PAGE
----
Skip to comments.Internet Forums and Social Dynamics, Part III: Getting Back to Basics, or, Donít Be So Acidic
Posted on 01/08/2012 8:47:40 AM PST by grey_whiskers
In Internet Forums and Social Dynamics: Part I: Everybody is someone elses weirdo, I dealt with the issue of self-selection on internet discussion groups, using Free Republic as an example. I explained that people who share values tend to evaluate newcomers to see if they are truly members of the group or not, by analogy to well-known statistical methods, before deciding whether to accept them or not. In Internet Forums and Social Dynamics: Part II: Snapbacks, I discussed the often humorous process by which people sound one another out, and the fireworks which oftentimes result when a person is suddenly perceived -- and for good -- to have violated core beliefs of a dominant group. In pictorial form, it can be summarized as follows:
The current piece again considers the issue of dominance of chat rooms and or internet forums, but this time, the problem is not one of ideological blinders getting in the way of communication, but a more fundamental aspect of assemblies of people in general -- that of shared culture, assumptions, and language. Incidentally, just as Part I borrowed a page from Statistics, this piece borrows a page from Chemistry. (And oddly enough, one of the comments in the discussion from Part I will act as both a segue and an example of the current topic). In Part I, I introduced the concept of Students t-test: a formal methodology by which one can examine two disparate sets of data, and decide (with 95% confidence, or 99%, or whatever) that the quantity measured in each of two different data sets must really be measuring the same thing, that is, that the overlap of the curves drawn by the datasets is not due to blind luck. Now the fact that I mentioned this led to two interesting results: first, a FReeper named APatientMan asked me about the F-test which I used to segue into the F-bomb Test in Part II; and then the FReepers who_would_fardels_bear and bvw began asking me about homoskedacity and haranguing me on the overuse of the bell curve. Second, in the meantime, some of the other posters devolved into a Food Fight, exhibiting the very snapbacks mentioned in Part II. And it is the juxtaposition of these two types of responses which I wish to consider.
In the field of Chemistry, when one is considering the behaviour of acids and bases when dissolving in another substance. To take the example of a strong acid (hydrochloric acid) in water:
HCl + H2O --> A- + H3O+
or for a strong base (sodium amide) in water:
H2O + NH2- --> OH- + NH3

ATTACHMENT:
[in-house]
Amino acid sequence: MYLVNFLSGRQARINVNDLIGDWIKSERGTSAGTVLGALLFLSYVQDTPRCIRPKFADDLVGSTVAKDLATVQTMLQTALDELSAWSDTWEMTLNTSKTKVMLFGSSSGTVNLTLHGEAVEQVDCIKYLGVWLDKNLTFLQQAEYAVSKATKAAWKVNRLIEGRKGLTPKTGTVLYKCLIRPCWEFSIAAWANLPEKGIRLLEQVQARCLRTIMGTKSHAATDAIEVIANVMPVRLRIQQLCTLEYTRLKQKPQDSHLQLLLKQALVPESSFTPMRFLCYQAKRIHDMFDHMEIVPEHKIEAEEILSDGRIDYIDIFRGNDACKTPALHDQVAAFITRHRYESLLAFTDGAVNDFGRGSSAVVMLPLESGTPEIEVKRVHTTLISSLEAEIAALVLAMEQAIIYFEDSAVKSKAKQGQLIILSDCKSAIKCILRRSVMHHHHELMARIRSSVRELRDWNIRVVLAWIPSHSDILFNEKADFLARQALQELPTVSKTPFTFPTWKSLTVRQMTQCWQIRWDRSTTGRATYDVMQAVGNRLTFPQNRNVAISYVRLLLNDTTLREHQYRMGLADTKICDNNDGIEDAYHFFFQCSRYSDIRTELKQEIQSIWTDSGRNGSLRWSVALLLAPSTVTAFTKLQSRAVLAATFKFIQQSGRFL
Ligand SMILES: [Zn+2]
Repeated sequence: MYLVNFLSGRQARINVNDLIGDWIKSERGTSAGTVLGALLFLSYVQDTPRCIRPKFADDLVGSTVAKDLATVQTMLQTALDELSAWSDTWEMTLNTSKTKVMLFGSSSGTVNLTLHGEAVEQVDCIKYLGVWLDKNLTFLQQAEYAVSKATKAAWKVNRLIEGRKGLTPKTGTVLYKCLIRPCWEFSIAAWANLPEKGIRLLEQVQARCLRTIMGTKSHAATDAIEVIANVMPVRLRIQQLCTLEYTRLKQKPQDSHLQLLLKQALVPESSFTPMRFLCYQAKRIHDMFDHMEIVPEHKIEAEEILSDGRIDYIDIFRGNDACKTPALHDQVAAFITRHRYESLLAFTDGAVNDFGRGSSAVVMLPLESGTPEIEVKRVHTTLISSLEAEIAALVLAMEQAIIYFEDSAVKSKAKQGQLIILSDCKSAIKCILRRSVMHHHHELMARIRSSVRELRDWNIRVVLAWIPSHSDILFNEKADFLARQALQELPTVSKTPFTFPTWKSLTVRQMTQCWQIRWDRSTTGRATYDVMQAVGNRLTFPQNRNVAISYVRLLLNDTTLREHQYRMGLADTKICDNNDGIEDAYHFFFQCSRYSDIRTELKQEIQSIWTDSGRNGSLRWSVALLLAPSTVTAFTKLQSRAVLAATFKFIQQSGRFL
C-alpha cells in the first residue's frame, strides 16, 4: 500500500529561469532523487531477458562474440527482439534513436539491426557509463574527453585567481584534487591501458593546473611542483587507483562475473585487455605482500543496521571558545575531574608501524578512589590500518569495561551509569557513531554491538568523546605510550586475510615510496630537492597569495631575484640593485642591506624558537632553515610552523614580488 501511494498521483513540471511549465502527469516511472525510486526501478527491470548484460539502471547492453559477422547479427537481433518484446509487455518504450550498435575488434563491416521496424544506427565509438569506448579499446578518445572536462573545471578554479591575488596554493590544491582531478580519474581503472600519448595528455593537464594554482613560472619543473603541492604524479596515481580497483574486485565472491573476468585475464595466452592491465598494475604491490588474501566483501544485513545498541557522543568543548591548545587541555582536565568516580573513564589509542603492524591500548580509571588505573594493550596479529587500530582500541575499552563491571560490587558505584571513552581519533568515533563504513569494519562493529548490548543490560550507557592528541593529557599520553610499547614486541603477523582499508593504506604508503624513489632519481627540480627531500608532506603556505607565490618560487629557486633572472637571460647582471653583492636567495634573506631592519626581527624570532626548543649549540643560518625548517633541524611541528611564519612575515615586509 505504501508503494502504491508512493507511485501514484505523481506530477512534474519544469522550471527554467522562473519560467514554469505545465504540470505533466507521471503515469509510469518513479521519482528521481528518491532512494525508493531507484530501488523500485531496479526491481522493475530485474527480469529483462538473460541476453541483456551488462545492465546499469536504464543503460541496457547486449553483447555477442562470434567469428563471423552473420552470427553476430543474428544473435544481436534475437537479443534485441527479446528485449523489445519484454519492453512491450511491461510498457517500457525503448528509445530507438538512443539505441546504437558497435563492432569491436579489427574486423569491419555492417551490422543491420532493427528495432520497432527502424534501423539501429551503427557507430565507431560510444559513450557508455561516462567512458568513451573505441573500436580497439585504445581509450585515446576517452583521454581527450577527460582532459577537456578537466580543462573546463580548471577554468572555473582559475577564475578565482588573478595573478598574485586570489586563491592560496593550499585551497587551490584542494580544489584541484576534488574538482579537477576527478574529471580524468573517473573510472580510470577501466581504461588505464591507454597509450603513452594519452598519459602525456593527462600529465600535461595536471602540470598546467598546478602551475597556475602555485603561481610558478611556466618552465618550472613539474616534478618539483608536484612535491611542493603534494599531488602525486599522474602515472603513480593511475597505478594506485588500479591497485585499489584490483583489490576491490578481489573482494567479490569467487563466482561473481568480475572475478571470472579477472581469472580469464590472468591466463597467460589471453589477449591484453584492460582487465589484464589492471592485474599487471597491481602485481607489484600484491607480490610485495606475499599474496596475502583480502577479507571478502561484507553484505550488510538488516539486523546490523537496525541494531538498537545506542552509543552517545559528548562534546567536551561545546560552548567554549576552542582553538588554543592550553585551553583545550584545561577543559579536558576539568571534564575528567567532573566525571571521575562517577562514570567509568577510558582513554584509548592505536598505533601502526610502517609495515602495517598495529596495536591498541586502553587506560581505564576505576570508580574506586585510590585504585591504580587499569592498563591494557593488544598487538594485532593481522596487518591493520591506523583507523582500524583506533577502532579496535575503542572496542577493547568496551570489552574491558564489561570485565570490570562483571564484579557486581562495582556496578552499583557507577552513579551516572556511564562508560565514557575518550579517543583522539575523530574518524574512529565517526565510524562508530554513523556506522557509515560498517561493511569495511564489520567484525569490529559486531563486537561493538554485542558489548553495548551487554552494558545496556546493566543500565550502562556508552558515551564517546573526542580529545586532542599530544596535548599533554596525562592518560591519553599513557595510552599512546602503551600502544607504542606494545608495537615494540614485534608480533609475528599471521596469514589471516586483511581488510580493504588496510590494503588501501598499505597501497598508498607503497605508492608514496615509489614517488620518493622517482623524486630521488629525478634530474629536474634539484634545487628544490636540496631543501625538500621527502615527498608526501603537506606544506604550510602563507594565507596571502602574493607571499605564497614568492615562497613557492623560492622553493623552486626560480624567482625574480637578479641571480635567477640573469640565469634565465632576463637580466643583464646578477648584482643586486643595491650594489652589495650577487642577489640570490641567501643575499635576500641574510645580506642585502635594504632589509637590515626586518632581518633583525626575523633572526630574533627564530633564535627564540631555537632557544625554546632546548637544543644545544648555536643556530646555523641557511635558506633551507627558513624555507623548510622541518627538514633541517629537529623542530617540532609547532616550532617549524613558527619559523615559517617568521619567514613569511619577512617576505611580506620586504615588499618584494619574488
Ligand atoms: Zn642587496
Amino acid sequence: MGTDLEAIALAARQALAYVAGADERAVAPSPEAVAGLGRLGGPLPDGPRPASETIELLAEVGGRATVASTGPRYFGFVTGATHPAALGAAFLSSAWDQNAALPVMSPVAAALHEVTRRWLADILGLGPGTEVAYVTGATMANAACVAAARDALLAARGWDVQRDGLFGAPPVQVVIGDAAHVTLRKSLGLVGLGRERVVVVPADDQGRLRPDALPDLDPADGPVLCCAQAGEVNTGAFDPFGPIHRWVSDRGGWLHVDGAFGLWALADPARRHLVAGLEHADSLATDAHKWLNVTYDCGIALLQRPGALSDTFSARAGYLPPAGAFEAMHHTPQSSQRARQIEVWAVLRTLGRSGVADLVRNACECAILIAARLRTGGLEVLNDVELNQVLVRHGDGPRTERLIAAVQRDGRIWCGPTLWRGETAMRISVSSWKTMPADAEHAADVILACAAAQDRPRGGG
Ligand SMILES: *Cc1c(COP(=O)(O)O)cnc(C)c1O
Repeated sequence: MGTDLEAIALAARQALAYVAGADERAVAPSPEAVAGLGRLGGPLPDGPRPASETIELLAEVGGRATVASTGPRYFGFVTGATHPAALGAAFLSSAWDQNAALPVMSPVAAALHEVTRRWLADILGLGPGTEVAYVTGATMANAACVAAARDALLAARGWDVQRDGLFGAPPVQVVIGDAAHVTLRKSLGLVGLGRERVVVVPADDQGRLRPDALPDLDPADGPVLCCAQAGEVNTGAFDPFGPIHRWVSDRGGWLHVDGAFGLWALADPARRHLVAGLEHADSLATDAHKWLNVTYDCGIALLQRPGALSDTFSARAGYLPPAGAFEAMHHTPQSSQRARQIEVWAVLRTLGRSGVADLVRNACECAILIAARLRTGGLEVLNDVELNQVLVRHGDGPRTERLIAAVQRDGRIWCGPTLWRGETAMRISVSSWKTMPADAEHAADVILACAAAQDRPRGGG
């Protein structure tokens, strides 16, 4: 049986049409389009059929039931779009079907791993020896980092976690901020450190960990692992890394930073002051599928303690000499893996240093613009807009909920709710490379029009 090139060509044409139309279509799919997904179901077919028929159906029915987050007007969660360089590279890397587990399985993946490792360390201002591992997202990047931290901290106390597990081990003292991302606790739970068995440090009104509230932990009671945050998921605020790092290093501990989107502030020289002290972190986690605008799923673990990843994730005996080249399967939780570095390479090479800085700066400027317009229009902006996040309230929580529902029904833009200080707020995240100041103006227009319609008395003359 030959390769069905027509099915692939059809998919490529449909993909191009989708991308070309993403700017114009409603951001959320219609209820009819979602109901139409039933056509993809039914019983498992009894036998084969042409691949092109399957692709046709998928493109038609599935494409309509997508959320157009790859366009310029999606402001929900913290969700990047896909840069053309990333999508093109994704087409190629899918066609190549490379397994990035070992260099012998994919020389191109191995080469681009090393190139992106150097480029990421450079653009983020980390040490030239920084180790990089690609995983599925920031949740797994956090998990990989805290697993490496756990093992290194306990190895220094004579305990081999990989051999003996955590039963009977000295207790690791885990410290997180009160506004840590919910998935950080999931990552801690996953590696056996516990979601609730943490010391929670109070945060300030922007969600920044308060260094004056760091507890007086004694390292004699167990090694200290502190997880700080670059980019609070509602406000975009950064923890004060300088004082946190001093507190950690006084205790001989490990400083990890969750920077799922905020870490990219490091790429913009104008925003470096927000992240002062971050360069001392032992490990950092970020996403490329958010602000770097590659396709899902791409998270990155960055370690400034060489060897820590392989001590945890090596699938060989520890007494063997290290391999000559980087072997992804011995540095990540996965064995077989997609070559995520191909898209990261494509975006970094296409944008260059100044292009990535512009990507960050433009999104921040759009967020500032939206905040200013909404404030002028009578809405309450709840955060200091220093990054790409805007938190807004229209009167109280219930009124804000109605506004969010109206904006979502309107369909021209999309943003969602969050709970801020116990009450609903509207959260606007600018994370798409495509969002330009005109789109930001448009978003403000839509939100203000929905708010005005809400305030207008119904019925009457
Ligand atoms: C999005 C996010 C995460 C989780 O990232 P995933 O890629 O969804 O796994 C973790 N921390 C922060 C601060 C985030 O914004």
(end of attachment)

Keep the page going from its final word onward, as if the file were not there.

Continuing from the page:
No acid can be stronger than H3O+ in water (instead of the H+ you would expect of a strong acid, you only get the H3O+); nor can a base be stronger than OH- in water (instead of the NH2- acting as a base, the OH- is the base in the products.)
The point of this is, in any discussion group, there is a more or less common level of sophistication, of knowledge, of background. Posters who enter a thread and are considerably less sophisticated than the mainstream generally either come up to speed quickly, or run away, trying to find someone their own level. Similarly, if a thread is very light-hearted or unsophisticated, someone who comes in with far more background than most posters, or using far more sophisticated language, is either cut down to size -- or leaves to find people he can relate to.
And so it was illustrated on the earlier threads -- even though a couple of very-well informed FReepers tried to bring up germane topics, the level at which they wished to discuss was far above the general level of the thread, so the topic petered out. It is also interesting that in a particular forum, there is a general level of education, sophistication, what have you, in common, and the threads which do not hold to the common characteristics are shunted off to a side forum, or die out from lack of interest and participation. This feature or characteristic of groups of people can be used to differentiate groups of different interests as well as erudition, even though these two items are not the same; not only that, but specialists within a field, or of different political persusasions, may willingly mistake or confuse the two, so that reading (say) The New York Slimes is proof of higher intellect than reading Iowahawk. (A good refutation of this is Iowahawks takedown of statistics in Longhorns 17, Badgers 1, Badgering the Witless, and Fables of the Reconstruction.)
Oh, and just to be repetitively redundant -- one of the main causes of snapbacks is when someone on a thread or discussion groups adopts the mannerisms or sophistication of the main group for a time, and then lets their mask slip; or, even worse, they do that at the same time that they admit some of their core values are different than what had been assumed by their initial cultural fit.
In that case, let the snapbacks begin, and watch out for highly exothermic reactions!
*PING* (told you it was coming back up soon).
A rabbit out of the hat!
LOLOL! Thank you so much for the ping, dear grey_whiskers!
I’m sorry. I laughed at the little black and white cat getting pounced on. As far as statistics go, you know what they say.
“Figures lie and liars figure and if you lie down with figures, you’ll get fleas or at least the norm and what does Norm have to do with this?”
I don’t have to worry about being acidic.....I’m a bass player.
I saw this earlier — do I get credit next time for being IB4TP like DUmmie FUnnies?
None of us is as smart as all of us.
I read and learn, sometimes I pass along wit/wisdom/experience from my own field.
Sometimes I keep my head down and my mouth shut.
It’s always interesting.
Thanks for this!
As a noob, I’ve found that some FReepers are very nice about posting links when I indicate cluelessness. Unfortunately, one of the most supportive FReepers was suspended/banned. :(